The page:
HIV/AIDS Assets and Strategic Focus
The CDC HIV/AIDS Namibia office was launched in 2002. Since then, CDC has assisted the Namibian Ministry of Health and Social Services (MOHSS) to develop a comprehensive package of HIV/AIDS prevention, care and treatment activities.
CDC technical assistance has strengthened national efforts to prevent the sexual and bio-medical transmission of HIV and to expand care and treatment services, including a rapid expansion in access to antiretroviral therapy and HIV counseling and testing, as well as to prevention of mother-to-child HIV transmission services.
Strengthening Public Health Systems
CDC provides technical assistance to the MOHSS to strengthen epidemiological, surveillance, laboratory, operational research and workforce capacity. CDC also supports MOHSS efforts to integrate primary health care services and promote the idea that HIV/AIDS investments can have an impact in maternity and pediatric, chronic disease, TB and malaria wards.
Strengthening Laboratory Systems and Networks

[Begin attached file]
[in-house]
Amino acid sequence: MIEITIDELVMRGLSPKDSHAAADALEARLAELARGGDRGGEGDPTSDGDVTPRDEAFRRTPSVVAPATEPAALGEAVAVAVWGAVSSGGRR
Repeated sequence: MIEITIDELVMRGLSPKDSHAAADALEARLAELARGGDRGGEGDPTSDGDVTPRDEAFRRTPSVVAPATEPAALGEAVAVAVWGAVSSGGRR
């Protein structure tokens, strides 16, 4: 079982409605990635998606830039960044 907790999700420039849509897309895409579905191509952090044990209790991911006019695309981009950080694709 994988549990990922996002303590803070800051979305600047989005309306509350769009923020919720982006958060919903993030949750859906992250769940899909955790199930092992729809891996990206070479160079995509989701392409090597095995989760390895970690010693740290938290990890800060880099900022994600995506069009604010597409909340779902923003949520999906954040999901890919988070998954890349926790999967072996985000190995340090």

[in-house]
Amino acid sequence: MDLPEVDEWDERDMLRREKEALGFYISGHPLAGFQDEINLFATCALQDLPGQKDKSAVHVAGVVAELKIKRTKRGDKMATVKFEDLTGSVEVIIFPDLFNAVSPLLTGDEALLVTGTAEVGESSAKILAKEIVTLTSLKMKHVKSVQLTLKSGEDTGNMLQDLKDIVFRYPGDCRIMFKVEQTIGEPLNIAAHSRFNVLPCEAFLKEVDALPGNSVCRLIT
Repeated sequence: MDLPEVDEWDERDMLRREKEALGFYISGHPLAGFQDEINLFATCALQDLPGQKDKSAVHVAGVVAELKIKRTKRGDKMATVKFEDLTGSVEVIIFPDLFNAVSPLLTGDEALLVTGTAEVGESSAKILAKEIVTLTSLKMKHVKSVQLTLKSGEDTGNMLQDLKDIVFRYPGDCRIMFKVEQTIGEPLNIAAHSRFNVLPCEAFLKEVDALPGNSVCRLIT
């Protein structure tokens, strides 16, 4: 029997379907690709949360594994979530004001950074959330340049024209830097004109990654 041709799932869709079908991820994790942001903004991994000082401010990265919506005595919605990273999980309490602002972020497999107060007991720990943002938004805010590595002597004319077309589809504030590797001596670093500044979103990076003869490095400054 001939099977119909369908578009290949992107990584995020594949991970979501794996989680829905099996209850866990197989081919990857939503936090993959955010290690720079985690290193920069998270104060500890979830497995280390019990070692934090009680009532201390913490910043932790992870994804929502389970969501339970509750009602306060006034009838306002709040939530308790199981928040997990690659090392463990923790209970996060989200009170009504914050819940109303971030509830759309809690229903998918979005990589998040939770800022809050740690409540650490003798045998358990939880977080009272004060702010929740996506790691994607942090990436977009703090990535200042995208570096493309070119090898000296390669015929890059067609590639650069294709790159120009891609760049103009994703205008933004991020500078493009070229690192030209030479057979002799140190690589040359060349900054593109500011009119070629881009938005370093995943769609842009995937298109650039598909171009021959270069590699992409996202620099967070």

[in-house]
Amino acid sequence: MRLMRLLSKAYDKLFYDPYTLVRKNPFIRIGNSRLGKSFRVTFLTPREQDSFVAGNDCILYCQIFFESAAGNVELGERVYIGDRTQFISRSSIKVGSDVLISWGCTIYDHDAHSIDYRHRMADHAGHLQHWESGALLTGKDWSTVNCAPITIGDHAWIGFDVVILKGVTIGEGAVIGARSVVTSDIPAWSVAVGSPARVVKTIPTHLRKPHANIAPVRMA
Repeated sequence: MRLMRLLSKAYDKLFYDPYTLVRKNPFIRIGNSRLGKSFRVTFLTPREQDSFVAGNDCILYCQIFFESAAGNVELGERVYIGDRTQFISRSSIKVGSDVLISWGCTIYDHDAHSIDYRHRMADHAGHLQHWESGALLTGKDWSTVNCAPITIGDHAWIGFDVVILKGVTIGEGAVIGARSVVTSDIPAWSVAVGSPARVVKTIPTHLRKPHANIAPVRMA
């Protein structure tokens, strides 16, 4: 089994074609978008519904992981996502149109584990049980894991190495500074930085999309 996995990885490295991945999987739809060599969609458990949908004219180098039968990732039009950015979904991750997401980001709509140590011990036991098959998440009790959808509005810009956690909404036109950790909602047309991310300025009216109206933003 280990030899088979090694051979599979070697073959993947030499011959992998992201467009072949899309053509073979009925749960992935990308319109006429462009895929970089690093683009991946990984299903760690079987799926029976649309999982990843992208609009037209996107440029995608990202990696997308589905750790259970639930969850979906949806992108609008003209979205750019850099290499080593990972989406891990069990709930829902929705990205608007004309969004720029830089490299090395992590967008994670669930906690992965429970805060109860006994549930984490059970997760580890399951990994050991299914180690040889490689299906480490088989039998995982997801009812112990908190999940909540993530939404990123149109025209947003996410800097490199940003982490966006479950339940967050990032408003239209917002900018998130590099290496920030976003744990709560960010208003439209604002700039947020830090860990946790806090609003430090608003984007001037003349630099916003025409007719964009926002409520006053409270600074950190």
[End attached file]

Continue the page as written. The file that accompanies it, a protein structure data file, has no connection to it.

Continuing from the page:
CDC supports the Namibia Institute of Pathology, the Polytechnic of Namibia, and MOHSS through training for laboratory workers and support for infrastructure projects, including renovations, equipment, and laboratory information systems. A stronger laboratory system has allowed Namibia to expand early infant HIV diagnoses and TB diagnostic services.
CDC has supported the expansion of prevention of mother-to-child HIV transmission (PMTCT) services and coverage exceeds 80% of women in need today.
With CDC support, a quality assured ART program delivers treatment to patients nationwide. CDC is supporting the MOHSS’s continued scale-up of ART services to meet the new level of demand, and to promote treatment as a major component in the national HIV prevention strategy. CDC support for comprehensive, evidence-based, prevention activities also includes interventions to reduce multiple concurrent partnerships, address the role of alcohol in HIV transmission, and scale-up male circumcision.
CDC works with the WHO and the MOHSS to develop and implement a standardized clinical approach that integrates basic primary care with the delivery of specialized services for HIV/AIDS, sexually transmitted and opportunistic infections, maternal and child health, chronic diseases, TB, and malaria. The approach is designed for resource-constrained settings where a nurse may be the only clinician.
CDC support for the training of lay and community counselors has enhanced the MOHSS’ ability to expand the delivery of HIV prevention messages as well as HIV counseling and testing.